The Power of Inspiration, St Lucie River/Indian River Lagoon

Blue Heron silhouetted against sunrise, St Lucie River.
Blue Heron silhouetted against sunrise, St Lucie River/Indian River Lagoon. (Photo by John Whiticar, 2012.)

Yesterday morning at sunrise, I drove north along Indian River Drive to Harbor Branch Oceanographic Institute in Ft. Pierce. This drive, in the early hours of morning, is the most inspirational of times…

The lone herons and egrets are many, some in groups, but most alone, standing still, and stately, and eternal, waiting for a fish. Waiting for that perfect light “to see…”

Later in the day, I looked up the definition of the word “inspire” as we talked about what this meant and how to achieve such at the board meeting for the foundation.  There were various definitions, but a few captured what I felt driving along Indian River Drive in the morning’s early light…

May we all be inspired by the beauty around us, the gift of the river…

inspire, verb:

1. to influence, move, or guide by divine or supernatural inspiration

2. to give someone the enthusiasm to do or create something

3. a divine influence directly and immediately exerted upon the mind or soul 

7 thoughts on “The Power of Inspiration, St Lucie River/Indian River Lagoon

  1. This year there was the big tall bird in the picture living and hunting from the sea wall. I guess he had been watching the pelicans because he had learned a new hunting skill. He would fly low to the water and stick his long neck down and grab a mullet. From a distance one evening I saw what looked to be a duck with a 2 foot neck. As I got closer I saw that this heron was swimming quit well with his big long legs. I guess people are not the only ones who make misstakes

  2. I have been trying to find how many parts per million of oxygen there is in red blood cells so I can compare to how much oxygen drinking water has. When the citys test drinking water does it not make sense to test it with the same amount of oxygen in it as will be in it after people drink it?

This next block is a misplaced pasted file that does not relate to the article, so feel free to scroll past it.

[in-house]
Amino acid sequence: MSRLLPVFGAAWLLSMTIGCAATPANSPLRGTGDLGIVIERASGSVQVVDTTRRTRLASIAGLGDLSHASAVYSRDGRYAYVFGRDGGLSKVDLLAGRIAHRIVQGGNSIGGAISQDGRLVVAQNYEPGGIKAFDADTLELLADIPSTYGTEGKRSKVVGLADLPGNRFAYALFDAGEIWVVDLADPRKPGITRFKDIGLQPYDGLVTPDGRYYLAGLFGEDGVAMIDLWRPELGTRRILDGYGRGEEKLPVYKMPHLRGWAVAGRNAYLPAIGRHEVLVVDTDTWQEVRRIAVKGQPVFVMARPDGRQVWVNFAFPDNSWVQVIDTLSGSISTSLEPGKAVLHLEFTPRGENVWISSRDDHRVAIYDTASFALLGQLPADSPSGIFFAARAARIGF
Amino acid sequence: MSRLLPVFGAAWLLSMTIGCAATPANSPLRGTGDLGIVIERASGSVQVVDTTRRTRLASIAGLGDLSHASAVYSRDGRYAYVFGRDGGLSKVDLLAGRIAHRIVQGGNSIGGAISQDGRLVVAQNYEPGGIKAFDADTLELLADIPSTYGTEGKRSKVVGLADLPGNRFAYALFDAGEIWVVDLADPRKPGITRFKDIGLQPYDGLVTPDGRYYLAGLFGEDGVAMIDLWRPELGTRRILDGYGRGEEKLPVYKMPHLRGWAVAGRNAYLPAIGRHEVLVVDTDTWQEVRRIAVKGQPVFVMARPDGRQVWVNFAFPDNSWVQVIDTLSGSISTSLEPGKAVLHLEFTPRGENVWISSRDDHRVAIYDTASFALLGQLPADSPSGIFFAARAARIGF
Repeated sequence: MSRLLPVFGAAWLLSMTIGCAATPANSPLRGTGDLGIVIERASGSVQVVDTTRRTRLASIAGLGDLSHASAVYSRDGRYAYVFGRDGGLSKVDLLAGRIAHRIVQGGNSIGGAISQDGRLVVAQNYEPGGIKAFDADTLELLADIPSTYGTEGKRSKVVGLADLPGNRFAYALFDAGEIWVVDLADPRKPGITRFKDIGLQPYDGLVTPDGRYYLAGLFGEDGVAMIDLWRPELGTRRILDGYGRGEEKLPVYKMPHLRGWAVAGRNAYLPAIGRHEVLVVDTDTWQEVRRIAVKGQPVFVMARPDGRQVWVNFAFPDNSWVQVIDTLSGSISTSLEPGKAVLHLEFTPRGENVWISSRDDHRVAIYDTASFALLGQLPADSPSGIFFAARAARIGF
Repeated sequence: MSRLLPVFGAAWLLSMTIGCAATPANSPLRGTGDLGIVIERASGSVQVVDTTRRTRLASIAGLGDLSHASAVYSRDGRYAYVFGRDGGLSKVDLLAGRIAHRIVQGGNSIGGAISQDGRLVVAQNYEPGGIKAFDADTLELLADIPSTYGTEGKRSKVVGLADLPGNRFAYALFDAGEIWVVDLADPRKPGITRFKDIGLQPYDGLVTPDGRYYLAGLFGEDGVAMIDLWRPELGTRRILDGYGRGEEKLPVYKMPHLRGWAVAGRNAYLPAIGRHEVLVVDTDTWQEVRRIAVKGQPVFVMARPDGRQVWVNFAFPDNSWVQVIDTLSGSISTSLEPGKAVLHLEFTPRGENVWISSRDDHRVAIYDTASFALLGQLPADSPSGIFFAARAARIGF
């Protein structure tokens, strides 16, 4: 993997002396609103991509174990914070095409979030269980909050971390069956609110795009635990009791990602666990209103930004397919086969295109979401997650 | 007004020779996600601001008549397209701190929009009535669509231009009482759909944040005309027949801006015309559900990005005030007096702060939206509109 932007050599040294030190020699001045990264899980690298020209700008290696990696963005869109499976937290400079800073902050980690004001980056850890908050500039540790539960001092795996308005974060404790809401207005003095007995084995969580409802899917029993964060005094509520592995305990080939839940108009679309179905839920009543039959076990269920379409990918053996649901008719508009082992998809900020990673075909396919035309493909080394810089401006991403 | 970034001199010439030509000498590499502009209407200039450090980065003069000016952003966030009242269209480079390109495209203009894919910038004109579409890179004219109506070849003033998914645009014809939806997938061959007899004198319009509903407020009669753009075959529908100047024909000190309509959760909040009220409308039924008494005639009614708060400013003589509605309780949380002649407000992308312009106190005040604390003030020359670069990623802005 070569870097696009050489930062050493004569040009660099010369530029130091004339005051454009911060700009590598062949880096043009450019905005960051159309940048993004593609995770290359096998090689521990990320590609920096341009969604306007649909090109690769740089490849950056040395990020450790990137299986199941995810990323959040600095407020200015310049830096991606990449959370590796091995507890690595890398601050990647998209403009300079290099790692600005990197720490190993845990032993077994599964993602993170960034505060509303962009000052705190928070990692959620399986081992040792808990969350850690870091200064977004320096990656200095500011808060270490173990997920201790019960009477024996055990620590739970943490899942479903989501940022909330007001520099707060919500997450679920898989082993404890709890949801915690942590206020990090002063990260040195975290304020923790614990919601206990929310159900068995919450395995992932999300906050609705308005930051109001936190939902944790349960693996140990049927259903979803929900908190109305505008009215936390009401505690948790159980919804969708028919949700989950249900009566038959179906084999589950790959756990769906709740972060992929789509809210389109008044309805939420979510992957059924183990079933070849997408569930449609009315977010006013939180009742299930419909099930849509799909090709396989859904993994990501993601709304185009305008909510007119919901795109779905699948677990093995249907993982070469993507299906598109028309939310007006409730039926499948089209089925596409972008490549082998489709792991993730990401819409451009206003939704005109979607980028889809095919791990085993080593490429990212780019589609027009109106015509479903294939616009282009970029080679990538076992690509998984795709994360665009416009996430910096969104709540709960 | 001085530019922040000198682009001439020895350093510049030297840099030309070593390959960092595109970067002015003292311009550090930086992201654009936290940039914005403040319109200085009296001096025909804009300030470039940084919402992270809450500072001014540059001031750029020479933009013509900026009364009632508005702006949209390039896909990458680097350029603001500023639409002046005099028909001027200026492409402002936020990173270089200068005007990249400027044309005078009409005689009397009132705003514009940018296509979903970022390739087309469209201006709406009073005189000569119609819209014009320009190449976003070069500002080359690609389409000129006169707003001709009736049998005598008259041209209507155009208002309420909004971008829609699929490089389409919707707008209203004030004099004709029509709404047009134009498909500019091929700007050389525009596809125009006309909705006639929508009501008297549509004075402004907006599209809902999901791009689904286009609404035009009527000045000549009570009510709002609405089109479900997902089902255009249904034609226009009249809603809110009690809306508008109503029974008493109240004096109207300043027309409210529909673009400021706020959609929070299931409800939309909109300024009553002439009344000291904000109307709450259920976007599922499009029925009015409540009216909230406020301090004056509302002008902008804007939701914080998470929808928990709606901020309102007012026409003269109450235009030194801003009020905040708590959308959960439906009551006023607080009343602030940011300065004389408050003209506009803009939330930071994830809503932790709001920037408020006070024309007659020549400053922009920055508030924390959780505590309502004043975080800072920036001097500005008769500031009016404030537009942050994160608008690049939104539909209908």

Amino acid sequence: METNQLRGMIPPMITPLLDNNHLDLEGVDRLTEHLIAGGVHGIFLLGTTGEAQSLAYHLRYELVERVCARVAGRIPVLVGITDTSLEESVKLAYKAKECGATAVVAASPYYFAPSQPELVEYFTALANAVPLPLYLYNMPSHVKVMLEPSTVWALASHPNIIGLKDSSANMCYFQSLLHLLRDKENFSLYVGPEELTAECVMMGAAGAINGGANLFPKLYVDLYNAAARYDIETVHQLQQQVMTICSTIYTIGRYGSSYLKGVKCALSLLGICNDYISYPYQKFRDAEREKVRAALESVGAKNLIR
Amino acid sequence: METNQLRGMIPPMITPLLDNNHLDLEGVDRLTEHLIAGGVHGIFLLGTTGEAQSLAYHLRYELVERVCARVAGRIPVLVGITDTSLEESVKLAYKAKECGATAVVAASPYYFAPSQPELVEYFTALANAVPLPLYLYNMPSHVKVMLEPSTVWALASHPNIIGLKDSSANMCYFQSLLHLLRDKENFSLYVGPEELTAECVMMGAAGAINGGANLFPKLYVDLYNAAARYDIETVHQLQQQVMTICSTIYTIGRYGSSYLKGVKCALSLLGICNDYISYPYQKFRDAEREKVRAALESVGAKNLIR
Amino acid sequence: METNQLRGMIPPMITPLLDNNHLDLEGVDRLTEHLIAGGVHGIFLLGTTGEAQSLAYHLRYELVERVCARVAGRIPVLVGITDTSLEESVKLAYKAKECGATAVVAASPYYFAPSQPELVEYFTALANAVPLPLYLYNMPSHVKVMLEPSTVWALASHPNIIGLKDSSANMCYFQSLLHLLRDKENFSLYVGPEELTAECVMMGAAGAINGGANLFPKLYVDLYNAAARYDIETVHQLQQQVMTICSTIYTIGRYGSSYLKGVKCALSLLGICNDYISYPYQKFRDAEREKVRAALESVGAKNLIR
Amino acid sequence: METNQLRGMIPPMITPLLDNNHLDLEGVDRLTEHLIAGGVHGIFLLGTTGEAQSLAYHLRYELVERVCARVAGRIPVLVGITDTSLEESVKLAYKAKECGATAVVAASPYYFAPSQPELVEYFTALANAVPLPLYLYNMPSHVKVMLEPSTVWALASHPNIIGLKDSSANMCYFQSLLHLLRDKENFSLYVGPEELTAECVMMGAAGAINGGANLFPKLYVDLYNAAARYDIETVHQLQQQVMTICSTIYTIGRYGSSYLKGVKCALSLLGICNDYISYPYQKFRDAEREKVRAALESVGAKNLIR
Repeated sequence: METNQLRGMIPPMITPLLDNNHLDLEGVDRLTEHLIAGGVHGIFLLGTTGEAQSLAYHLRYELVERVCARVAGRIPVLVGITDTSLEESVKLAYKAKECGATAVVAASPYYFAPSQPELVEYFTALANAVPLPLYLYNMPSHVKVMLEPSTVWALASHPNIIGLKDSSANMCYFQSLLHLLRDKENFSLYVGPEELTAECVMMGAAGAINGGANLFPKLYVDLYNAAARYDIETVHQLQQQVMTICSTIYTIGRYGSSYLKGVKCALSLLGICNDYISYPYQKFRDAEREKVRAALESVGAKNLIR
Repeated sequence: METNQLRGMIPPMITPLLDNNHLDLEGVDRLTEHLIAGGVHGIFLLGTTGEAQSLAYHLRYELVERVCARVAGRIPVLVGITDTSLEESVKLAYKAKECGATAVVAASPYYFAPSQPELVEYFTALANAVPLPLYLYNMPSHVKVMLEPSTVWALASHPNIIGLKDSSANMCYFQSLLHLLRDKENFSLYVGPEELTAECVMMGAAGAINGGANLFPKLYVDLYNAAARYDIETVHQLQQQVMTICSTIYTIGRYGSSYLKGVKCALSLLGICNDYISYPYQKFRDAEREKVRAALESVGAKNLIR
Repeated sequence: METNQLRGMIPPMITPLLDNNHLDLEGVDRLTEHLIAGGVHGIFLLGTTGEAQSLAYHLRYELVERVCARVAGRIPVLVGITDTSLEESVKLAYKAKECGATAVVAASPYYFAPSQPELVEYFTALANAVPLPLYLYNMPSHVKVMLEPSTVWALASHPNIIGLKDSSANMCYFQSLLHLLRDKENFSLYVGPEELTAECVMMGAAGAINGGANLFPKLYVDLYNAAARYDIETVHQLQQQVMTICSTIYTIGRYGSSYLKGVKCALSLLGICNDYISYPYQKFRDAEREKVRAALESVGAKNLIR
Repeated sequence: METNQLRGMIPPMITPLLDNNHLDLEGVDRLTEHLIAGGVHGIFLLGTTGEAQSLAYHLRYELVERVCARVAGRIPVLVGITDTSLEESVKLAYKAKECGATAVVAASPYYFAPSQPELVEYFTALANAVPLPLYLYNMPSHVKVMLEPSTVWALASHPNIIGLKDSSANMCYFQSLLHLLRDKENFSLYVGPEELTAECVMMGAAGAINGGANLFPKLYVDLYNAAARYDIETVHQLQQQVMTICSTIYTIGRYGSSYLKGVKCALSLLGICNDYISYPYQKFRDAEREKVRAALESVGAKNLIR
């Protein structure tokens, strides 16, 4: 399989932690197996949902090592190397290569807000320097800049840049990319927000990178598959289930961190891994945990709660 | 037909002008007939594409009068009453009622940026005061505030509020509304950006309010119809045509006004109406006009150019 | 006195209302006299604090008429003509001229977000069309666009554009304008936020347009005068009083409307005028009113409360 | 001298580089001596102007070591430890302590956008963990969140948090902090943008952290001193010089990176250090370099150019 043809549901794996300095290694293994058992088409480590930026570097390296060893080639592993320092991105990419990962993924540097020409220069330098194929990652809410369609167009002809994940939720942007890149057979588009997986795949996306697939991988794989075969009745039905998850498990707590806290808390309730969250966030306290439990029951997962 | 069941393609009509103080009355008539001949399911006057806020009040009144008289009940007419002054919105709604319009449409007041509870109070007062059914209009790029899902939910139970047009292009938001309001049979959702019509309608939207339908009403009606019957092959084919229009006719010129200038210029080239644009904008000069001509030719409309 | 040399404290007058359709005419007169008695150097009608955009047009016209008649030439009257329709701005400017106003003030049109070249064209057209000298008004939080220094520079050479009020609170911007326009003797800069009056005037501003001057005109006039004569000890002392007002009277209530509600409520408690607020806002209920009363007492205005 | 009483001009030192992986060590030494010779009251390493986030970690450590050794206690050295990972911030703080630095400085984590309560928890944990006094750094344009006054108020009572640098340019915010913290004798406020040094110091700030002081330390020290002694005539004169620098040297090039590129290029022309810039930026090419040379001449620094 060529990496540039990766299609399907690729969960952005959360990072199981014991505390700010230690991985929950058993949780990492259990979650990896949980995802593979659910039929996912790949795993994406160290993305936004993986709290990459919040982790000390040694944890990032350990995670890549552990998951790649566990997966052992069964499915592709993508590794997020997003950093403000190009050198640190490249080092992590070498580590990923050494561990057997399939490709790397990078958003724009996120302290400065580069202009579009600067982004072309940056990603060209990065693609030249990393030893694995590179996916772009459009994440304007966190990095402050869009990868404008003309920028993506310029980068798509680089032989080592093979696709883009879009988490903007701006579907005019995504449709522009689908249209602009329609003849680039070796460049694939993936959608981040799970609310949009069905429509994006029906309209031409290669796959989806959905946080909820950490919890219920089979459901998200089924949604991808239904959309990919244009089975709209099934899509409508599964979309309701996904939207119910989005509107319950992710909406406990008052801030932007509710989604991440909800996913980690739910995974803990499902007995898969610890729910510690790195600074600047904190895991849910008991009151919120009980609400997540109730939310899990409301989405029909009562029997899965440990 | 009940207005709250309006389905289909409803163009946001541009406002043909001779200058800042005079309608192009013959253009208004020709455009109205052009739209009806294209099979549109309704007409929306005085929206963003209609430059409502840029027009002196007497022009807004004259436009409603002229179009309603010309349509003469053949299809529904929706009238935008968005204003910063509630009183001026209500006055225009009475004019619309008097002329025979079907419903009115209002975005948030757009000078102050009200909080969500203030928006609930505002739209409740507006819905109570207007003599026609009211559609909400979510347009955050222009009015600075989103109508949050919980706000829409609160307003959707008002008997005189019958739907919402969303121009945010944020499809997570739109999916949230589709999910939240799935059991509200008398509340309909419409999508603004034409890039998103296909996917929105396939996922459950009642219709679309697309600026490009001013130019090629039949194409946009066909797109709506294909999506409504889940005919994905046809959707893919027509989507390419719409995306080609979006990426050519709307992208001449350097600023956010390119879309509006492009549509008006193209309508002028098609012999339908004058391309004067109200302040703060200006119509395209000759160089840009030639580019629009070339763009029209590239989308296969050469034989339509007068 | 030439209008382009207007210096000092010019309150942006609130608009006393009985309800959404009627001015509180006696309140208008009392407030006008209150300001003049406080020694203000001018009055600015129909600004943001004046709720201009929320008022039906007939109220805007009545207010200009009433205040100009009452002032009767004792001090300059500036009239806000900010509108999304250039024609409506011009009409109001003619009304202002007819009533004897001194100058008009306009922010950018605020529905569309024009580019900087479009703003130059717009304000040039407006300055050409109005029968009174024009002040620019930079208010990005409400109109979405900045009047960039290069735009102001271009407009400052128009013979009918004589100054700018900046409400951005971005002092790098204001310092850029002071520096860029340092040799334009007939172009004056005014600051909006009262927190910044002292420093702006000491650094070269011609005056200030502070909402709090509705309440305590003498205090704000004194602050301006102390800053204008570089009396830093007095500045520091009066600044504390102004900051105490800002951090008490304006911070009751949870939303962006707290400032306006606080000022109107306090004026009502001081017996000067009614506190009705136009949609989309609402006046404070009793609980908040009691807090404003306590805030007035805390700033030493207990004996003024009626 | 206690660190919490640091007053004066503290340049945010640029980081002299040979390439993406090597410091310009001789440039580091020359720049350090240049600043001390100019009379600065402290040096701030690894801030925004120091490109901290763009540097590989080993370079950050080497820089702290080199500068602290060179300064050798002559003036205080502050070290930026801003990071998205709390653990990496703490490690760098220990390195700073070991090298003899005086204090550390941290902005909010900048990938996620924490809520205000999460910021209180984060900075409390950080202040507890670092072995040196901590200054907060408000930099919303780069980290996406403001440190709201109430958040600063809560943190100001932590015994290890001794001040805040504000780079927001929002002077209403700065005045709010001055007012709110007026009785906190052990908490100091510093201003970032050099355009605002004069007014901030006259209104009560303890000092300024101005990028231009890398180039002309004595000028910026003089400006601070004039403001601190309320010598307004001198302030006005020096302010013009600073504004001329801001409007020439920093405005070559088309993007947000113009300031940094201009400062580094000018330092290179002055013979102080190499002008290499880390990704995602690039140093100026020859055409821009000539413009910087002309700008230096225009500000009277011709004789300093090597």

3. Here is what has me worried. Acid removes oxygen and preserves things . I visited the steam boat Arabia in Kansas City when I worked in Missouri. Pickles from 1850 were still good. If you pour a couple of 5 gallon buckets of calcium beach sand in any retention pond the next year the algie will be so thick ducks can walk across. All the chemicals are preserved in acid. No one waunts their retention pond to look like a mud hole in the dry season so everone pumps water up like crazy to keep the pond full. This sucks all those chemicals preserved in acid down into the aquifer . I wonder can these chemicals that are in a dormant sate be detected ?

  4. I would suggest filling in any retention ponds near where people might drink well water to a level that they would hold water in the wet season and be dry during the dry season. Possably with beach sand so the calcium peroxide could break down chemicals.

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